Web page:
• Begin to bend the elbows a little, lift the heels higher off the floor, and shift your weight forward into the hands to bring the knees on the upper arms as close to the arm pits as possible.
  • Strongly press the knees in against the upper arms, engage through your abdominal muscles, and trust in the support of your arms. Once the weight is in the hands, lift the feet fully off the floor, and straighten the arms as much as possible, pushing the floor away.
  • Keep the feet together and active, pressing through the ball joints of the big toes, and draw them into towards your buttocks. Keep the bottom high and allow the spine to round upwards.
  • Stay for 5 to 10 breaths, engaging mula bandha and keeping the head up and the gaze on the tip of the nose to help with your balance.
  • To exit the pose, either carefully lower the feet back to the floor and inhale to come back to standing, or lightly step or jump back to Chaturanga Dandasana and continue via your Vinyasa flow into your next pose.
  • In the second series ashtanga sequence, Bakasana may also be jumped into directly from Downward Facing Dog, although this take a great amount of control and lift through the bandhas, and therefore many years of practice for most people.
  • Bakasana can also be entered from Three Point Headstand, but that’s a story for another day . . .

Benefits
  • Strengthens the wrists, arms, shoulders and abdominal muscles
  • Quietens and focuses the mind
  • Helps to face and conquer the fear of falling forward, which can help build confidence and courage in other areas of our lives
  • Helps to build the strength and focus required for more challenging arm balancing poses
Modifications
  • To begin with, do not try to straighten the arms but keep the elbows bent as you learn to balance.
  • Practice transferring the weight back and forth from toes to hands, without actually taking the feet off the floor.
  • If you are worried about falling, place a large cushion in front of your hands to relieve the fear.
  • If it’s difficult to get lift off, try taking a block under the feet to give yourself a little extra help
Contraindications
  • Not suitable for those with current wrist injuries
  • Those with a current shoulder injury shoulder injury should also proceed with caution
  • Not suitable during pregnancy

Posture of the month: Shoulderstand

Turning your body up side down builds strength and elasticity in the musculature, ligaments and connective tissues of the spine and rib cage. Improves posture and energises our vital organs.

Salamba Sarvangasana : supported Shoulderstand pose

In yoga Headstand is sometimes called th King of yoga and Shoulderstand the Queen of yoga. The postures are so beneficial in whole that it is no wonder they’ve been called King & Queen of yoga.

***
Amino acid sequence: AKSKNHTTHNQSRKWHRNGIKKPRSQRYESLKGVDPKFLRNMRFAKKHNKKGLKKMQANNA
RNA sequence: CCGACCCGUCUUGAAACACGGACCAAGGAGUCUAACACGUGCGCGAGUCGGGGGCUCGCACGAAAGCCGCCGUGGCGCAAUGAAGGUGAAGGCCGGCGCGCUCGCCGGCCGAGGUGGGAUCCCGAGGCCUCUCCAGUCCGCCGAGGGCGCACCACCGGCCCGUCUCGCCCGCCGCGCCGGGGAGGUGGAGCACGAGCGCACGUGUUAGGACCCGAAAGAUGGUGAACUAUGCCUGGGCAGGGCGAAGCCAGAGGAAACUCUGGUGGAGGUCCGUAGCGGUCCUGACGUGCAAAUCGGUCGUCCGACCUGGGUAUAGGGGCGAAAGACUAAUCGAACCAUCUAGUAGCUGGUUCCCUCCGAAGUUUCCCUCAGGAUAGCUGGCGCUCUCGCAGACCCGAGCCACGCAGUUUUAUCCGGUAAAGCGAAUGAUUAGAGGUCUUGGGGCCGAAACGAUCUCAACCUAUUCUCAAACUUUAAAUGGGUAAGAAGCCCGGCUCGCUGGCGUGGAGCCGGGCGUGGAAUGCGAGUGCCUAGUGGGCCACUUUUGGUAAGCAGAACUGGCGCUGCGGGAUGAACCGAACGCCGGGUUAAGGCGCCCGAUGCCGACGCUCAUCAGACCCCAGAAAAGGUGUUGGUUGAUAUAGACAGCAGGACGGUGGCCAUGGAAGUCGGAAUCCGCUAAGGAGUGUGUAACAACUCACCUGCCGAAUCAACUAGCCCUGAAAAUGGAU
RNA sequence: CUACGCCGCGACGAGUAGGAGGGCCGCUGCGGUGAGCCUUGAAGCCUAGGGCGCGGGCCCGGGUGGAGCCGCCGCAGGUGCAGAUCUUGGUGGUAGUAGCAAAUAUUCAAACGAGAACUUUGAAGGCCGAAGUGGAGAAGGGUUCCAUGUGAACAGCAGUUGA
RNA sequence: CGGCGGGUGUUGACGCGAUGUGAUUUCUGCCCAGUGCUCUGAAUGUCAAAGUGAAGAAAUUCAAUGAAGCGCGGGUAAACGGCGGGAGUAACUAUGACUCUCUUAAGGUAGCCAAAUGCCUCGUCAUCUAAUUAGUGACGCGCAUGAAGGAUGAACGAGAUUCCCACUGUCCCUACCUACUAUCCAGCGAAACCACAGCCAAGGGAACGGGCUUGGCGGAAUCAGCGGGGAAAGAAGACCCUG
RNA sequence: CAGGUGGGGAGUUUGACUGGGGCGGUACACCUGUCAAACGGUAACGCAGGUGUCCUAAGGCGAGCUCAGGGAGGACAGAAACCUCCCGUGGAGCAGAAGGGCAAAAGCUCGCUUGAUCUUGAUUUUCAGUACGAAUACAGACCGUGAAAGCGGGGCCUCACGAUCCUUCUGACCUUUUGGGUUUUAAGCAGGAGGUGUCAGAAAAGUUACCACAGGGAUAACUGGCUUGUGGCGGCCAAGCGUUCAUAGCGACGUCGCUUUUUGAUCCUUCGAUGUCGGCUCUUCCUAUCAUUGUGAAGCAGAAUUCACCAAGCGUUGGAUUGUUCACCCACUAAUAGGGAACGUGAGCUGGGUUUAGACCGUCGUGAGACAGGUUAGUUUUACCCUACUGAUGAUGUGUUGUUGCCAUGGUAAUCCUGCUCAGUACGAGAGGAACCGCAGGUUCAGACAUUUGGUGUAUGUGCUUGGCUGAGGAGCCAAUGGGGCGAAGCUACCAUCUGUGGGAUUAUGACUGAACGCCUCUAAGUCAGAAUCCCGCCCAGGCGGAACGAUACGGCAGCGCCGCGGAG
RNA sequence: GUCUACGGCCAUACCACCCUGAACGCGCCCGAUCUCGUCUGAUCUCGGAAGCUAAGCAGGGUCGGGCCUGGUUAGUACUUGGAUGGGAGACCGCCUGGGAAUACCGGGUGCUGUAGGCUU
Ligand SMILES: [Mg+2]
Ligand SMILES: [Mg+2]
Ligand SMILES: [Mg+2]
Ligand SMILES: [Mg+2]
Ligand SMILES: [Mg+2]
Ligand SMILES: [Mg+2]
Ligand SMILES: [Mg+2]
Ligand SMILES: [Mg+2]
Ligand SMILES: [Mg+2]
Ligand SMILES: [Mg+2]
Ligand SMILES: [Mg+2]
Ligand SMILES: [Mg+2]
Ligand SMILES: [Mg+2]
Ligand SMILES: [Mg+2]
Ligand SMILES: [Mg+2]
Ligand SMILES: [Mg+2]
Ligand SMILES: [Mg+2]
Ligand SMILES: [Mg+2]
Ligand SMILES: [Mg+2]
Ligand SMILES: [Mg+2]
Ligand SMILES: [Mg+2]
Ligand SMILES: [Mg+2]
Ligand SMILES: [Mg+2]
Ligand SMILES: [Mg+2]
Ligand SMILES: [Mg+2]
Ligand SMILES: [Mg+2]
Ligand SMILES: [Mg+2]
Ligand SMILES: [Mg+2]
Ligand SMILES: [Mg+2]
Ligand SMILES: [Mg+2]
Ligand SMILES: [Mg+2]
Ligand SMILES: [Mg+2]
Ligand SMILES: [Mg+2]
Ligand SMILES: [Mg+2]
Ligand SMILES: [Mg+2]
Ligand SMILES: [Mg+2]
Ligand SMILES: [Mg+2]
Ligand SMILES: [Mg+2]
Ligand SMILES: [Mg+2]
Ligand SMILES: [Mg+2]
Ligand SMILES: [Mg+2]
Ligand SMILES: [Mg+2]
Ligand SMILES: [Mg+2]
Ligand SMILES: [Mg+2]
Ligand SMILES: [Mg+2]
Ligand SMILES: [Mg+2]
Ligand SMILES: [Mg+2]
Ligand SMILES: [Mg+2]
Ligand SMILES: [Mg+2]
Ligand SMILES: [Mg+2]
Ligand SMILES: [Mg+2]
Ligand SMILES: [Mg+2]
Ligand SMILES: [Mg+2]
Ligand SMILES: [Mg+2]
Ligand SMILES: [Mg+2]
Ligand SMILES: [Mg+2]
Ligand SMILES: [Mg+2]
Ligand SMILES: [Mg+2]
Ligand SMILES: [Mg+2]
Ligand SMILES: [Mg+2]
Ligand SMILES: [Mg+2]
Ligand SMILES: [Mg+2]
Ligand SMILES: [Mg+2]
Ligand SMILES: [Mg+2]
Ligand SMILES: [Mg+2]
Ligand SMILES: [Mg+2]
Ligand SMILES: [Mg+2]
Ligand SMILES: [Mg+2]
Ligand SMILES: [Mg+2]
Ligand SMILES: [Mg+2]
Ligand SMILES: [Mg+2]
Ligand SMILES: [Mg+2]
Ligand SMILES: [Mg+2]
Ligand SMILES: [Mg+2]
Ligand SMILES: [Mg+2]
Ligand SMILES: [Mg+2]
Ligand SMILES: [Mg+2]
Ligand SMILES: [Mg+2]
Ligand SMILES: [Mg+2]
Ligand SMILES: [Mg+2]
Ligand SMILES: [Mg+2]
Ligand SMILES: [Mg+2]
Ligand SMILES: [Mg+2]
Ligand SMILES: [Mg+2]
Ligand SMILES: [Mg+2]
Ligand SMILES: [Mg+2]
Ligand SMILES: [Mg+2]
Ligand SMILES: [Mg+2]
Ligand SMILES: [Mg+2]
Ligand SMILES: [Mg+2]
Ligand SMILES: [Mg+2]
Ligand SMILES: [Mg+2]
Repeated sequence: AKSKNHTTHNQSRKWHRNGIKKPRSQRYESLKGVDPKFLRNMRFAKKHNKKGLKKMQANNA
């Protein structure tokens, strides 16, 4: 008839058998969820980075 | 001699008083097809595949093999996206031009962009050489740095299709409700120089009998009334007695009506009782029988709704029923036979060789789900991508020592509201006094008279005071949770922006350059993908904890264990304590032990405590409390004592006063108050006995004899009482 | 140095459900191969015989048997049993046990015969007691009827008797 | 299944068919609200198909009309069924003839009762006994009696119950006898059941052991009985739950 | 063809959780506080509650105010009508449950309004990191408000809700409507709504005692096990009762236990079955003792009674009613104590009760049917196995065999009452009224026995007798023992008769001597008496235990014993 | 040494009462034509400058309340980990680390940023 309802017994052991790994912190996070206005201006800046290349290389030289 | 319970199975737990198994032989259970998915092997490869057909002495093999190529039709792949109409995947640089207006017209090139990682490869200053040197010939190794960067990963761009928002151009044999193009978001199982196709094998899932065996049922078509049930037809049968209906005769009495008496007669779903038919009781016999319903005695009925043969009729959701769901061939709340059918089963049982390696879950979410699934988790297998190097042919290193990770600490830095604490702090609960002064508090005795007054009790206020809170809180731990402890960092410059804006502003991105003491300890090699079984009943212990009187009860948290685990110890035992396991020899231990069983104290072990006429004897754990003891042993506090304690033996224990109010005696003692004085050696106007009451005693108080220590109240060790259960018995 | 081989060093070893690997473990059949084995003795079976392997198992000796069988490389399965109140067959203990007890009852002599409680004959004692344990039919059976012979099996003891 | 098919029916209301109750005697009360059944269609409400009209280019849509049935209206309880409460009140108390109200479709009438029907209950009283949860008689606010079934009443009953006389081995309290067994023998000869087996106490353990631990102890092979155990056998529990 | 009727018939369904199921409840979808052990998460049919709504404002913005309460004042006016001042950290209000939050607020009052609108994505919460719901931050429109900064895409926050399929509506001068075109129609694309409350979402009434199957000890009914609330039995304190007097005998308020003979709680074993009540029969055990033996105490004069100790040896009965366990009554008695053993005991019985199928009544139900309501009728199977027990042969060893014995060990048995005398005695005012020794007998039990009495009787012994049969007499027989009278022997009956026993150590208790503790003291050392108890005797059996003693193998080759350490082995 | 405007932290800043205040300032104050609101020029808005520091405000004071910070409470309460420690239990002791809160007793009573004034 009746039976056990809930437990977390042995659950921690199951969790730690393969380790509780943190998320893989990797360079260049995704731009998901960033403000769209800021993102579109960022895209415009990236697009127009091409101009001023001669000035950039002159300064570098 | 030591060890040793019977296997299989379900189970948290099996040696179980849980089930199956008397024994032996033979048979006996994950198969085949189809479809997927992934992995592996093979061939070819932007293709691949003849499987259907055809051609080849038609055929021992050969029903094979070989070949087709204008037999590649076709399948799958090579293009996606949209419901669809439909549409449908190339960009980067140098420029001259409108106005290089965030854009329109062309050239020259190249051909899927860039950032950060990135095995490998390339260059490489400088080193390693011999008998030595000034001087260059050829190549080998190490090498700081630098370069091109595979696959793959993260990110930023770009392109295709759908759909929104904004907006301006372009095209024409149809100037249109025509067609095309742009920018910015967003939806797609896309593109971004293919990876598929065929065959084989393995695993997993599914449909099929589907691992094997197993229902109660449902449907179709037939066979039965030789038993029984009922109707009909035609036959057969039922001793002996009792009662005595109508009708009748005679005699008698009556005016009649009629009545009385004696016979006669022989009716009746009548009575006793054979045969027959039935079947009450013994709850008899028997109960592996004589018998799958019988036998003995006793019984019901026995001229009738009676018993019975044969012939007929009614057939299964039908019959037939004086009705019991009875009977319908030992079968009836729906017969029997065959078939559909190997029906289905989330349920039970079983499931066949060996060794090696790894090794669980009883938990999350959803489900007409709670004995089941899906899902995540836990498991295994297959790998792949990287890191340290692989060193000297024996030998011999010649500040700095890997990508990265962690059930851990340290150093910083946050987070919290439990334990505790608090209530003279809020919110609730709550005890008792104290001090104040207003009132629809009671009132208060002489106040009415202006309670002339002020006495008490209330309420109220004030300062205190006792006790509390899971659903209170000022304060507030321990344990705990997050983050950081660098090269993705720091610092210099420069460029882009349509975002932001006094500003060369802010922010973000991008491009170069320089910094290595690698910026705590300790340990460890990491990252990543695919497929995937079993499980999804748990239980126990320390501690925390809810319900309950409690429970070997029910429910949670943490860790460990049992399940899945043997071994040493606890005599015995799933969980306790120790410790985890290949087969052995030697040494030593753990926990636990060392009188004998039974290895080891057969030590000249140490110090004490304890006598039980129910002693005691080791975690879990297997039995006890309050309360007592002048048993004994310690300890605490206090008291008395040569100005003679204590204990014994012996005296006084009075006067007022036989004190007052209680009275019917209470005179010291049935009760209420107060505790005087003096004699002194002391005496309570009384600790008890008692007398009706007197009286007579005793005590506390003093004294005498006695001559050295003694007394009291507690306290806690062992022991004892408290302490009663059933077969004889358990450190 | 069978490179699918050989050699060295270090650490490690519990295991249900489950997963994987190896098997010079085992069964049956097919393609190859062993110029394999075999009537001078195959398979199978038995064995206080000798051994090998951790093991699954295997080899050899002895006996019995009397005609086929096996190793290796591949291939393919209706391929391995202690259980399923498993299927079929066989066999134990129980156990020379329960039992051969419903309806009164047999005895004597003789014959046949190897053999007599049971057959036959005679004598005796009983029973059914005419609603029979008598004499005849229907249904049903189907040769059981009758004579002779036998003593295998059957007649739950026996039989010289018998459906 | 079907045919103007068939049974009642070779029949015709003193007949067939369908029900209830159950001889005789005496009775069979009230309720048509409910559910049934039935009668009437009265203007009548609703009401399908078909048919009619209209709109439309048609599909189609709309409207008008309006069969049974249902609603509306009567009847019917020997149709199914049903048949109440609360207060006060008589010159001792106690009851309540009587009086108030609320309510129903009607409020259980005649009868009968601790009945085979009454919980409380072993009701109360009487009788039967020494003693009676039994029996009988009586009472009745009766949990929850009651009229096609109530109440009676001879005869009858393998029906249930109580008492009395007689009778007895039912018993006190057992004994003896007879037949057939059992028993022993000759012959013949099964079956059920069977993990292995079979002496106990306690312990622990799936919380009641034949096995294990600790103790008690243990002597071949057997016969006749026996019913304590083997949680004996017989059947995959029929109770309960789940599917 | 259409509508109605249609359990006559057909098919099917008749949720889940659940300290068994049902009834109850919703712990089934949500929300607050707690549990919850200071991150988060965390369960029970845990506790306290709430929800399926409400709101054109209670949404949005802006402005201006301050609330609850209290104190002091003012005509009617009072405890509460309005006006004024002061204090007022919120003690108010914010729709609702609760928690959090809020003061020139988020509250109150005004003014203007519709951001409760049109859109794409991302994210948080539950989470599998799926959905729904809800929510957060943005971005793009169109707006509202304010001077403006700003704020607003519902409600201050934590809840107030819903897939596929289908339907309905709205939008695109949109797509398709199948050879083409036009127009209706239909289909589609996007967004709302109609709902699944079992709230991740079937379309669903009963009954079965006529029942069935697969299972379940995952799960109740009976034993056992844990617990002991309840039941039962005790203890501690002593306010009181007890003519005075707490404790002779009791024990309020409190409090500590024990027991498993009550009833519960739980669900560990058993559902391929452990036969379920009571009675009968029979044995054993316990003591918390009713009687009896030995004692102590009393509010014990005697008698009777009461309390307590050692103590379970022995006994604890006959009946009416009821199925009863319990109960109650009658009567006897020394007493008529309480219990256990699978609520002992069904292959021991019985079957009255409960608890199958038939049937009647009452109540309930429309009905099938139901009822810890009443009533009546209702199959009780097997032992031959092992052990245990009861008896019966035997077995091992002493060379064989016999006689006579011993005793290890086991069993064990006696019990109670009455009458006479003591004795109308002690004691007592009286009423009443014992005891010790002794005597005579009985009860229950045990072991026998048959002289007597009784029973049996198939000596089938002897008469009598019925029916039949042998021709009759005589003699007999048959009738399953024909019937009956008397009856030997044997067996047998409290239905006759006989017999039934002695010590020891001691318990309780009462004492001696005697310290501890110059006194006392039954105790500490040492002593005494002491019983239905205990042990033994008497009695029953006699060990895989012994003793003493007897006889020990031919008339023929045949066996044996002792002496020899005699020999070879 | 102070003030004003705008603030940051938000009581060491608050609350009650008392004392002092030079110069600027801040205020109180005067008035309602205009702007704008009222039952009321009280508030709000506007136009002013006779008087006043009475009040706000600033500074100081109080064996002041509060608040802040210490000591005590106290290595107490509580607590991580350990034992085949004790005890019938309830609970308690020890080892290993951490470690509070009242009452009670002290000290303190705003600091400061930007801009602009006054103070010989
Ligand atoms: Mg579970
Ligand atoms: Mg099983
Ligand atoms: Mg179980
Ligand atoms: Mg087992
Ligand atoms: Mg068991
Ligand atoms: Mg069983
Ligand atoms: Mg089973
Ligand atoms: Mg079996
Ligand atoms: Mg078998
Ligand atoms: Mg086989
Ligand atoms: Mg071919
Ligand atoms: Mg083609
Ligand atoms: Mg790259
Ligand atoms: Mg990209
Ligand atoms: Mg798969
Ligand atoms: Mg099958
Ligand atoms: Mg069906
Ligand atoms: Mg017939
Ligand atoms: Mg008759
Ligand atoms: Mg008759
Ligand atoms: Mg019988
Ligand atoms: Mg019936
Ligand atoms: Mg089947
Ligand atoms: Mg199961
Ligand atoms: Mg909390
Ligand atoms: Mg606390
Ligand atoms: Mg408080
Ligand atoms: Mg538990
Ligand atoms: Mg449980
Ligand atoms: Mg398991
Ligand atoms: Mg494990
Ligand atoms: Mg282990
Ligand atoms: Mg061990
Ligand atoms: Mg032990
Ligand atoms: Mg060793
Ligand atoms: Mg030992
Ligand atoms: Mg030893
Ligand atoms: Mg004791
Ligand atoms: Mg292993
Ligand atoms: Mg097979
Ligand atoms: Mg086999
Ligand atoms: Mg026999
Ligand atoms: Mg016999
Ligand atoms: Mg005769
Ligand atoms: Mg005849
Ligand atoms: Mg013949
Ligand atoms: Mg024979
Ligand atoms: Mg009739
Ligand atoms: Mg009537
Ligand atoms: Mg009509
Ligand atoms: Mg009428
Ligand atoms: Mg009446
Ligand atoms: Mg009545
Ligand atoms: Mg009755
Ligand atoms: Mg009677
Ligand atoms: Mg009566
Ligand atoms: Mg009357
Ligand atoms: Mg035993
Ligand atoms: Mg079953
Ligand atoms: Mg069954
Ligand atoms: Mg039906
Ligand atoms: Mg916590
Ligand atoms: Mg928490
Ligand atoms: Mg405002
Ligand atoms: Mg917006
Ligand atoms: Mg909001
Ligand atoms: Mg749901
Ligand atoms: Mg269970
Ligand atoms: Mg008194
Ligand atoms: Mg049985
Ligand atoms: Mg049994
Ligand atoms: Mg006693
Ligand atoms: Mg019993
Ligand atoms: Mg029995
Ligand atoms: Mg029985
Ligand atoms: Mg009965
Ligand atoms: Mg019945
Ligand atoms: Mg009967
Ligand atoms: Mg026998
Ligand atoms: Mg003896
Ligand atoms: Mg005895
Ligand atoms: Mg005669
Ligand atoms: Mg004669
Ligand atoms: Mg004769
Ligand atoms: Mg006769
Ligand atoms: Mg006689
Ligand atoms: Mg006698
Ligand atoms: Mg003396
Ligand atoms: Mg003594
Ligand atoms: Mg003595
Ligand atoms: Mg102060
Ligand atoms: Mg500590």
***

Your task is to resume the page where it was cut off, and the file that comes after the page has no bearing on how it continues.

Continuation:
Benefits:

Turning your body up side down builds strength and elasticity in the musculature, ligaments and connective tissues of the spine and rib cage. Inversions help  improve posture and energises our vital organs.

Physical level: stimulating the endocrine glands and the thyroid. Helps rebalancing hypoactive thyroid. Relieves reparation problems such as asthma congestion and sinusitis. Reduces stress to the musculature and organs of the torso, improving digestion, respiration and circulation. Inversions bring relief to tired, strained legs. Reduces water retention in the legs.

Mind level: calms the mind

Emotional: relieves stress and can helps with mild depression
Chakra: awakens vishuddhi chakra (throat chakra)

Cautions:

People suffering from high blood pressure, heart disease, enlarged thyroid, during menstruation or excessive toxins in the system shouldn’t attempt inverted postures. If you are pregnant and you have practised sarvangasana before your pregnancy regularly you can do the asana, but listen to your body as every woman experience it differently.

How to:

  1. Lie in a relaxed supine position
  2. Then bring the legs together, palms of the hands on the floor beside the body
  3. Raise the legs, bringing them a little behind the head, so that the back rises, and support the back with the hands
  4. Raise the legs in the air, feet towards the ceiling
  5. Support the lower back with the hands, keeping the elbows behind on the floor
  6. The hands can be adjusted so that you are steady, elbows can come towards each other
  7. Keep neck long
  8. Concentrate on the throat centre

Coming out: slowly lower the back onto the floor, keeping the legs raised. Keep the palms of the hands on the ground and slowly lower the legs.

The posture is more intense if you apply Ujjayi breath.

Modifications:
Vipareeta Karani (upside down): Major difference to shoulderstand is the angle of the back to the floor. In sarvangasana the back and legs should be perpendicular; in vipareeta karani the back is at a forty-five degree angle to the floor and legs.


More modifications:
Variation I:
  

Variation II:


Next step
:
Niralamba shoulderstand : unsupported shoulderstand

Try to maintain same angle back to floor as in the supported shoulderstand, but place the palms parallel on the floor with straight arms.